BookBub has announced ChirpBooks, its audiobook promotion service for limited time price cuts. You need to distribute your audiobook through Findaway Voices in order to fulfill orders from Chirp because other distributors don’t allow you to set or change your audiobook price. You can submit a Chirp deal on this page. You can even promote your Chirp listing with a BookBub ad. This webinar explains how to apply for and maximize your Chirp deal. Both authors and narrators can even add “Follow Me on Chirp” buttons and icons to your web sites as described in this article.
This article shows 12 BookBub audiobook ads that they say achieved high click-through rates.
You can pay to advertise your audiobook in AudioFile’s Indie Press Showcase.
If you’d like to run Facebook ads for your audiobooks, Melissa Storm covers them in her paid course.
You can use the Bookfunnel service to advertise and deliver short audio to others. Delivery of complete audiobooks is still in beta.
In this article, audiobook narrator and columnist Ann Richardson explores many of the awards available for audiobooks. I want to highlight 3 awards programs to make you aware of their deadlines:
- The Call For Entries in the annual prestigious Audies competition, sponsored by the Audio Publishers Association, usually begins in late June.
- The Voice Arts Awards, presented by the Society of Voice Arts and Sciences, has entry deadlines (before late fees) running from May to August each year.
- The Independent Audiobook Awards accept submissions from mid-October to mid-January.
When I was a guest on Stephen Campbell’s The Author Biz podcast to talk about audiobook marketing and promotion, I mentioned the ripple effect of BookBub ads for ebooks. As I demonstrate in this 3:03 video, Amazon has created technology called Whispersync that enables you to seamlessly go between the ebook and audiobook or even immerse yourself in both concurrently. Many avid listeners will acquire an Amazon Kindle ebook when it is free or heavily discounted in order to buy the Audible audiobook on Amazon at a lower price. In fact, the ripple effect is so high that the money made on the audiobook royalties following the promotion oftentimes pays the cost of the BookBub ad!
Audiograms are short videos that consist of an audio file added to a picture, like the one shown below. The visible audio wave on the image(s) can be attention-getting on social media. Be aware of the video duration limits set each social media platform.
In this article, narrator and publisher Steven Jay Cohen explains their use and a free audiogram generator named Headliner. I used the service Wavve.co to create the audiogram in this tweet. Wavve lets you create one 1-minute video per month for free; they offer a sliding scale of prices for additional videos. The site allows you to choose different shapes and colors for the wave form, and the support team was super responsive when I ran into an issue with the progress bar not lighting as expected.
You could include your audiograms or other audio samples in your messages sent to your mailing list. This article, which is aimed at podcasters, discusses that audiograms seem better at building brand awareness on social media more than generating click-throughs to the product.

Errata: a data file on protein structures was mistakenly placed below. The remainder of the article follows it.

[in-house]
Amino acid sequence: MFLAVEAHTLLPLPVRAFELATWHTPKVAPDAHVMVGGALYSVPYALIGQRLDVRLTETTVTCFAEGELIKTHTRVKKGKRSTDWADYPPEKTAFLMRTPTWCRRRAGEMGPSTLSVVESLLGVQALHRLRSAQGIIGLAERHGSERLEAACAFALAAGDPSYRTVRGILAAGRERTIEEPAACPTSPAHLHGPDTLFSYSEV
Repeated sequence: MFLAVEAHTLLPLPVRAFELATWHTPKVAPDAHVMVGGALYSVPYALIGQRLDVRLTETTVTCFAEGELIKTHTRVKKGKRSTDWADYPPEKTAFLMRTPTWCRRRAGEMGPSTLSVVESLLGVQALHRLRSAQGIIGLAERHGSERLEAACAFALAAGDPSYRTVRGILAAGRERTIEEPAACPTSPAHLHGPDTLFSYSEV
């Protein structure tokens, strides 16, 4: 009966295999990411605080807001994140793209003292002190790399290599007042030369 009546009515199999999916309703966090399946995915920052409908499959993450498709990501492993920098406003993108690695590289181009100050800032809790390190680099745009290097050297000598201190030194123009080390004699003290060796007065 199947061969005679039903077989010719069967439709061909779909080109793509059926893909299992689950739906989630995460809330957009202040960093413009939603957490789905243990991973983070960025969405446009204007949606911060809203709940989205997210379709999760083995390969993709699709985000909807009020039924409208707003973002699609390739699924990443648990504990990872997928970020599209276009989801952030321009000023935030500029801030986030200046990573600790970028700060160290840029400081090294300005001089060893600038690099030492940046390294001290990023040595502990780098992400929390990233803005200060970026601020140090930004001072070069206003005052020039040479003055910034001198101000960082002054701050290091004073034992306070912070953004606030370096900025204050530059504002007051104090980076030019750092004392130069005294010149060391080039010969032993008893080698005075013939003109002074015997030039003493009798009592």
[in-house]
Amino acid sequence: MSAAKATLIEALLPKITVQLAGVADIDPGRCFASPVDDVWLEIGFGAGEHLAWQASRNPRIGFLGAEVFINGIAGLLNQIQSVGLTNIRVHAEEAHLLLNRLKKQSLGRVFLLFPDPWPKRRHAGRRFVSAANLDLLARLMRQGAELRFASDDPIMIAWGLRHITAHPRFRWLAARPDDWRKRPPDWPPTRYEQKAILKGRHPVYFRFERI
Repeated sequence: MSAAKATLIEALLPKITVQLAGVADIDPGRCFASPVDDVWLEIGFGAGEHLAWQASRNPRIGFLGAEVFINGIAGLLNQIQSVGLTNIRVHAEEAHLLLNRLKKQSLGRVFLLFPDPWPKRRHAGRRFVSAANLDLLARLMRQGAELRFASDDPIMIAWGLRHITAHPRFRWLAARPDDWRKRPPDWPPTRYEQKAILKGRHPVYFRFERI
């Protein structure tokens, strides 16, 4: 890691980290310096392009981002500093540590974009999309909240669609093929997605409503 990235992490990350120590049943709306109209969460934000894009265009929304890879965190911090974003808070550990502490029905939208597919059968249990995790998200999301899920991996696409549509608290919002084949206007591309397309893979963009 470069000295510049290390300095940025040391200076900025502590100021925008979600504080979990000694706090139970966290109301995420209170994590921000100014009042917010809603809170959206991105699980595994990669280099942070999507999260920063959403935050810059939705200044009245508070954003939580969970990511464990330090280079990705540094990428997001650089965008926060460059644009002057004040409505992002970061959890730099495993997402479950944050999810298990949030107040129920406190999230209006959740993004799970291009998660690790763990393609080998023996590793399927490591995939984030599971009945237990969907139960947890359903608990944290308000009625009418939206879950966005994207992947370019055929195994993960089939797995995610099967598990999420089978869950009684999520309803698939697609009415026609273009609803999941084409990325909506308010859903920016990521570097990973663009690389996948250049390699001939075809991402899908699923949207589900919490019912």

You also could run a contest associated with a new release. This email from narrator Scott Brick gives a great example you could follow.
It’s important to size graphics appropriately for each site. To create interesting and unique images, you might want to use the graphics on BookBrush.com, which has various template book-related mock-ups, or Canva.com.
You could also make or hire someone to produce a video trailer to promote the audiobook. I’ve written text and created a trailer describing the audiobook and others like this one and this one where I used a snippet from the audiobook’s narration and timed the videos and images to go with it. You can share your videos anywhere you’d share an audiogram. Unless you already have lots of followers, though, be aware that getting eyeballs on your trailer could require its own marketing plan!
You might decide to hire someone to help you with specific marketing for your audiobook. Prolific narrator-turned-author Karen White offers an array of services and packages at her site HomeCookedBooks.com.
Members of the ACX Narrators and Producers group on Facebook may also want to check the FAQ in the group’s pinned post. I created the FAQ from that group’s discussions, and it contains 5 excellent discussions about audiobook marketing that may reveal additional tactics. Note that you must have a profile on ACX in order to join the group.
I also recommend that you join the Marketing Audiobooks Wide group on Facebook. Authors and audio rights holders discuss tactics that have worked for them.
Obviously, marketing is such a broad topic and is subject to one’s availability and creativity that I couldn’t possibly write about or include every idea.
For instance, I don’t have much to say about Pinterest. I pin the audiobook cover on a board of my titles, and I like seeing which titles have been re-pinned. Authors and publishers also use Instagram and other sites to promote their titles.
Rather than being on every social media channel, I stick with the few I enjoy using. It takes time to build a following, and I hold to the belief that “scattered thinking leads to scattered results”!
By steadily employing multiple techniques from this page to promote your audiobooks over time, you’re sure to have consistent sales!